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Haller Professorship in Pediatric Neurologic Diseases

School of Medicine

Established in 1996 by the estate of Virginia Doriot Haller

HallerVirginiaVIRGINIA DORIOT HALLER began her remarkable life as the daughter of a general physician and surgeon in the coalfields of Pocahontas, Virginia. At a time when few women attended college, she graduated from Randolph-Macon Women’s College and received a master’s degree in Latin and the classics from Columbia University, followed by post-graduate studies in Rome. After a long and illustrious teaching career in several boarding schools, she retired to her home in Salem, Virginia, where she remained active in civic affairs, especially with the Virginia Historical Society and the Society for the Prevention of Cruelty to Animals. Although Miss Haller was not schooled in medicine, it was her observation and belief that many degenerative disorders of the mind had hereditary and genetic origins. Since her father had died from Parkinson’s disease and her mother from Alzheimer’s, she wanted to leave her resources to support neurological research. When she died at age 97, she left funds to endow this chair to foster clinical and laboratory research on neurological diseases. She also wished to honor the generations of Hallers who have been physicians and dentists, including her nephew, J. Alex Haller Jr., Med 1951, a Hopkins professor emeritus of pediatric surgery; his wife, Emily Haller (both pictured here, with Dr. Harvey Singer, right), a former professor of obstetrics and gynecology at Hopkins; and their daughter Julia A. Haller and her husband, John D. Gottsch, both of whom are on the Hopkins faculty in ophthalmology.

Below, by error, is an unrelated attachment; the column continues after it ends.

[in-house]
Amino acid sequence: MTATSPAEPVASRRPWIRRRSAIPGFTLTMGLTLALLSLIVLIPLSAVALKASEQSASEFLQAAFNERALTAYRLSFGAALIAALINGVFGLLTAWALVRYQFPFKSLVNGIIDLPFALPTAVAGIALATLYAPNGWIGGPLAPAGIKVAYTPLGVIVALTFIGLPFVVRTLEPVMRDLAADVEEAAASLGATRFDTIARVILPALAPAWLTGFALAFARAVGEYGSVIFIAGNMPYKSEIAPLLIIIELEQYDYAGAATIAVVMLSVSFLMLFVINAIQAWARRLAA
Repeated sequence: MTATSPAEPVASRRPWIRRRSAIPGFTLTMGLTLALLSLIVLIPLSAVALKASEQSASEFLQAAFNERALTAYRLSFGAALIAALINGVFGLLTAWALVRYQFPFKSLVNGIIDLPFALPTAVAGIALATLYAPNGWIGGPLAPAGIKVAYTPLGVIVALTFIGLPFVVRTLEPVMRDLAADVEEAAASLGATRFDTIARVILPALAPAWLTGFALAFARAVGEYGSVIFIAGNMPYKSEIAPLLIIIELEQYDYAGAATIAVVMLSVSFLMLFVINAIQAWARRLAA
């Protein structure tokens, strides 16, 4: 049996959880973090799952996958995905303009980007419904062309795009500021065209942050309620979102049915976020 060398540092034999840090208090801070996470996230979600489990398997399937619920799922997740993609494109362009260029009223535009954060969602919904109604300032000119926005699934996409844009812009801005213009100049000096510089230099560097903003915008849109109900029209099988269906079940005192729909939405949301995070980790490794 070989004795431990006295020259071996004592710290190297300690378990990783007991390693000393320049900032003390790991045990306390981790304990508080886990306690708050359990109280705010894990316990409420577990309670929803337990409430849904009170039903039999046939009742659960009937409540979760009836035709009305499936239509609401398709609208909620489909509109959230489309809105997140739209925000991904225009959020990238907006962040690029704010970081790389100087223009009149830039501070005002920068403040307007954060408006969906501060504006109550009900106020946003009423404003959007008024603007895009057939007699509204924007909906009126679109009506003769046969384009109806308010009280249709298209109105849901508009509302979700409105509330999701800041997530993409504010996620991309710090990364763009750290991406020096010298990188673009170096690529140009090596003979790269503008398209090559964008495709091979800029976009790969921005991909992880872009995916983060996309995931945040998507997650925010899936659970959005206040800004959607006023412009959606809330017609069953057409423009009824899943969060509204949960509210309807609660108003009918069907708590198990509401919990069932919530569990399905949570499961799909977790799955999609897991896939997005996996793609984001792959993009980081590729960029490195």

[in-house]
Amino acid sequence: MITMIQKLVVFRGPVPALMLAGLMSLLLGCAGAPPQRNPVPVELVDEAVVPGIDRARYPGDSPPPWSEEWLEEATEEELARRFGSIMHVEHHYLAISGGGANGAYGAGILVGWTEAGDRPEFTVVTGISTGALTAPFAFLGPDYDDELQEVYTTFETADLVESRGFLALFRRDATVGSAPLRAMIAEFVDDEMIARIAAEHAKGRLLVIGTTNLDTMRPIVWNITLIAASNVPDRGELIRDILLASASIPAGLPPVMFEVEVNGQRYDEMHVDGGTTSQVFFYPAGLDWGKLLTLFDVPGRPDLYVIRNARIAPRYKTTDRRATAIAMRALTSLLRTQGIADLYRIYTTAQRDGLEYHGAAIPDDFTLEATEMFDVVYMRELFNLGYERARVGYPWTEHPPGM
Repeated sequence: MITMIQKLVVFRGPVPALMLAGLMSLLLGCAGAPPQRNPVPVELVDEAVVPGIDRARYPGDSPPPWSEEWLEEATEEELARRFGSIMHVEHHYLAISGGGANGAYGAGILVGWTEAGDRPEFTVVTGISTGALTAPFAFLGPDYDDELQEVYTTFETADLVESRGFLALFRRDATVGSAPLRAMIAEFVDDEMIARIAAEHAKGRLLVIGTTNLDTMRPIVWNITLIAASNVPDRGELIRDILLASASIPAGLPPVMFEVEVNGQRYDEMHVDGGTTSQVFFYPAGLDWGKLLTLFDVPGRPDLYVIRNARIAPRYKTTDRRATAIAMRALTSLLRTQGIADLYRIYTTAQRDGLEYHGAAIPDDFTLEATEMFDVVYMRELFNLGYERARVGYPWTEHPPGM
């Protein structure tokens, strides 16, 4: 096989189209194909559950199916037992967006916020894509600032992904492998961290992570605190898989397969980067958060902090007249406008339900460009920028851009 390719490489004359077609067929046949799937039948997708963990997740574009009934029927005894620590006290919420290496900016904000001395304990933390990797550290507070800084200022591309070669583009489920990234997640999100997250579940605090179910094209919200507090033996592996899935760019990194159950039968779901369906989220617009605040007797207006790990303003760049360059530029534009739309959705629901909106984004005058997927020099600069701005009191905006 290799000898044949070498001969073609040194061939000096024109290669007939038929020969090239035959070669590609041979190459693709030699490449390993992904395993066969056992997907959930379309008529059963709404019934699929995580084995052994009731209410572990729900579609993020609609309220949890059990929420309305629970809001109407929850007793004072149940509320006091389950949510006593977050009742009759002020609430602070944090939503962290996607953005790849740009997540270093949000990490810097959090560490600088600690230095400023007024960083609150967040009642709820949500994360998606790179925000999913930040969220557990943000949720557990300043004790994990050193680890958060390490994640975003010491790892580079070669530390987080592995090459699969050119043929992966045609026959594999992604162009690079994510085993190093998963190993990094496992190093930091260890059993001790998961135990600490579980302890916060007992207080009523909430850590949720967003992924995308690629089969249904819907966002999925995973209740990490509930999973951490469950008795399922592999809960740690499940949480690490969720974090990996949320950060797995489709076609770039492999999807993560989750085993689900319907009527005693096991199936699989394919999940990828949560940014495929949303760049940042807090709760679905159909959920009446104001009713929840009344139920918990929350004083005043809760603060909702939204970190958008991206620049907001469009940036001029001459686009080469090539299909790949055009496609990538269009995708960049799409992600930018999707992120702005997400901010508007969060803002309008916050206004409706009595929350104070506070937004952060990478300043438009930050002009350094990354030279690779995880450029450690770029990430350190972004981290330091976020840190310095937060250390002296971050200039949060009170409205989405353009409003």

Held by Carl E. Stafstrom


CARL E. STAFSTROM, MD, PhD, is the Haller Professor in Pediatric Neurologic Diseases and the Lederer Endowed Chair of Pediatric Epilepsy, and serves as the Director of Pediatric Neurology and Director of the John M. Freeman Pediatric Epilepsy Center.

Dr. Stafstrom received his BA from the University of Pennsylvania and his medical degree from the University of Washington School of Medicine in Seattle, with residencies at the University of Washington Medical Center and Tufts New England Medical Center, as well as fellowships at Harvard for neurology research and Boston Children’s Hospital in clinical neurophysiology, electroencephalography, and epilepsy.

Dr. Stafstrom previously served as Professor of Neurology and Pediatrics at the University of Wisconsin-Madison School of Medicine and Public Health and Chief of Pediatric Neurology at American Family Children’s Hospital at UW Madison.

Dr. Stafstrom’s clinical and research interests include the mechanisms of epileptogenesis and neuronal excitability in the developing brain, the effects of seizures in the immature brain on subsequent cognitive function and seizure susceptibility, dietary approaches to epilepsy management, and children’s self-perceptions of neurologic disorders through art. Dr. Stafstrom is the author of more than 250 research articles, chapters, and commentaries, as well as editor of 2 books. He served as associate editor of Epilepsia and is currently chief editor of Epilepsy Currents. A dedicated educator who places high priority on the teaching and mentoring of medical students and residents, Dr. Stafstrom has won numerous teaching awards was the 2012 recipient of the American Neurological Association’s Distinguished Neurology Teacher Award.